United Specialty Insurance Company (USIC) has refused to issue refunds for insured Epic ski passes that could not be used due to the COVID-19 pandemic, according to a proposed class action.
The lawsuit explains that non-party Vail Corporation sells “Epic Passes” that grant customers daily, weekly, or annual access to skiing and snowboarding at its more than 34 resorts throughout the U.S. Per the complaint, Vail offers Epic Pass insurance through USIC that purports to provide refunds when a policyholder is unable to use an insured ski pass due to a covered peril.
Echoing a similar suit filed in May, the case alleges that although thousands of individuals who purchased Epic Pass insurance were unable to use their passes after Vail closed its resorts in March 2020 due to the COVID-19 crisis, USIC has refused to issue refunds for covered passes.
The plaintiff says he purchased a Vail Local Pass with added pass insurance in September 2019 expecting that he would have access to Vail resorts through the end of the season and could claim a refund if he were unable to make full use of the pass.
On March 15, Vail announced it was closing its resorts indefinitely, at least until the end of the 2019-20 season, due to the COVID-19 situation, the suit says. Meanwhile, state governors and the president issued various orders restricting travel and limiting non-essential activities, including skiing and snowboarding, the case relays.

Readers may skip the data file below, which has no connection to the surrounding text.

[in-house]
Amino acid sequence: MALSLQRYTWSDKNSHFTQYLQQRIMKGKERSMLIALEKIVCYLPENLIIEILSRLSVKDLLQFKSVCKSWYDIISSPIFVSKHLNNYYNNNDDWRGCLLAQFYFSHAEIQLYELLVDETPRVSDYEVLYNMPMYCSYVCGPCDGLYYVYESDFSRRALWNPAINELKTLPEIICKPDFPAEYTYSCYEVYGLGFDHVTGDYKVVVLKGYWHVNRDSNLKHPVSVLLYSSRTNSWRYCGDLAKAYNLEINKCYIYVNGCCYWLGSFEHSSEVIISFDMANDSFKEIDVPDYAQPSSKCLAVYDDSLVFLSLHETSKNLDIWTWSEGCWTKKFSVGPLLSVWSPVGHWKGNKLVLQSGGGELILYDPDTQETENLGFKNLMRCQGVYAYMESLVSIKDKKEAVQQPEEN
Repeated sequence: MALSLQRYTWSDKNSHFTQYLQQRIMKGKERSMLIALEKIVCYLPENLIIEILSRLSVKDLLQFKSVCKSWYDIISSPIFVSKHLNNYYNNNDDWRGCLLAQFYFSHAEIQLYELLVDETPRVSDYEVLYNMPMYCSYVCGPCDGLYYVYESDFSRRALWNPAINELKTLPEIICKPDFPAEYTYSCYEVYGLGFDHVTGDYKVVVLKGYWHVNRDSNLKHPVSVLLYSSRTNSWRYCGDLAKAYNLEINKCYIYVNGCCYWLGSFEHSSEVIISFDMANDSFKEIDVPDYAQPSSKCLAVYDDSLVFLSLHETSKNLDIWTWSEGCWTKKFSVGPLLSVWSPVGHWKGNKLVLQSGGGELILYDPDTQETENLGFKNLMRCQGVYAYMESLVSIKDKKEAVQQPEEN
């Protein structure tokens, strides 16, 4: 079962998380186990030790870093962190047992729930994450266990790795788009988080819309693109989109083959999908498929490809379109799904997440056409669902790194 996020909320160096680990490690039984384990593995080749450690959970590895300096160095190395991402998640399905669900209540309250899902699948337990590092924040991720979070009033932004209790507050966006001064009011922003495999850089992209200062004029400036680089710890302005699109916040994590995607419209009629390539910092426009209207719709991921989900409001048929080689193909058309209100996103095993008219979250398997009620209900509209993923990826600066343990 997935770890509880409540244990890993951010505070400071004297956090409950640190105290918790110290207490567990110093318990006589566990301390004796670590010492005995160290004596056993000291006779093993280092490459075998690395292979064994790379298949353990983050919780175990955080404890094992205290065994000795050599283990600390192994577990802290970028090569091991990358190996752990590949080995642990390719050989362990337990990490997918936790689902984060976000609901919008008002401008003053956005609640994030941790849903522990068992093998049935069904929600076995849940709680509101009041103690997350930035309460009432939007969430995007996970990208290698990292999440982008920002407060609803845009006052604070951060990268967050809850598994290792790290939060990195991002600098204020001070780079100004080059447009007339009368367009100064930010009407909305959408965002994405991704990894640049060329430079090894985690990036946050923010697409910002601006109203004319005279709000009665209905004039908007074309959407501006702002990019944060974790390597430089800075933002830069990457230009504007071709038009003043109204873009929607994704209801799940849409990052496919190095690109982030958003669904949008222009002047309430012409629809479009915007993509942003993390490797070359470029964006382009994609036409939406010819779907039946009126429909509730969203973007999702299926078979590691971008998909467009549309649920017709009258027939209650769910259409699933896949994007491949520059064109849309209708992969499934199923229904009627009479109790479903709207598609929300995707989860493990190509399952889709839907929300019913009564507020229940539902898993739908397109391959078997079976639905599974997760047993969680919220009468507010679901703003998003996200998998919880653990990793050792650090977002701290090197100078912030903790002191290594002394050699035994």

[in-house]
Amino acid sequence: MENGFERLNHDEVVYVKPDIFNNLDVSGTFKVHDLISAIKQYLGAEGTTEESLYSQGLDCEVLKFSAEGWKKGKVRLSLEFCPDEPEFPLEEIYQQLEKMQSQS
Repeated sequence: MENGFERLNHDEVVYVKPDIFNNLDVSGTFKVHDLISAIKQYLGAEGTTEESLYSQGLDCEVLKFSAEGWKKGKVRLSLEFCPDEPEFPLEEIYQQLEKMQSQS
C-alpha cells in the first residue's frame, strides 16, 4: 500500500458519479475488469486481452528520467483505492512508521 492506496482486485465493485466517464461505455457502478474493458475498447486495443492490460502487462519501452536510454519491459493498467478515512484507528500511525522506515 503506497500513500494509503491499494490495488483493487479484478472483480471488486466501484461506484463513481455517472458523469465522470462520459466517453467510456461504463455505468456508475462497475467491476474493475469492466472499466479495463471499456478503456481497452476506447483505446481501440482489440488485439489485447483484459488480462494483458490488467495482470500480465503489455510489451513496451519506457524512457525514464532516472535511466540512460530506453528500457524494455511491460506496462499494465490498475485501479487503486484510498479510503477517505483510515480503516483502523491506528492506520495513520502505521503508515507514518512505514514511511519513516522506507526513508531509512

The plaintiff claims he was deprived of the full use of his Epic Pass due to the closures and quarantine-related restrictions. On June 10, the plaintiff submitted a claim to American Claims Management (ACM), the defendant’s third-party claims administrator, for a pro-rated refund of the unused days on his Epic Pass that was allegedly denied on the basis that the “Effective Date of Coverage” ended on March 15 when the resorts closed. Moreover, the plaintiff was told by ACM he needed to submit a physician’s orders stating that he was placed in quarantine in order to qualify for coverage, the case says.
According to the lawsuit, the USIC policy issued to the plaintiff and proposed class members purported to provide coverage if the pass holder is “quarantined.” Though the policy fails to define “quarantined,” the term is usually defined as “to isolate from normal relations or communication,” and “a restriction on the movement of people and goods which is intended to prevent the spread of disease or pests.”
“It is often used in connection to disease and illness, preventing the movement of those who may have been exposed to a communicable disease, but do not have a confirmed medical diagnosis,” per the complaint.
The case adds that the USIC policy contains no applicable exclusions for viruses, pandemics, related government orders or actions taken by Vail Resorts.
The suit, which seeks an injunction requiring USIC to comply with the terms of its insurance policies, looks to cover anyone who purchased an Epic Pass and USIC pass insurance for the 2019-20 season and was denied coverage for the loss of use of their pass after the resorts closed on March 15, 2020 “due to no fault of their own.”
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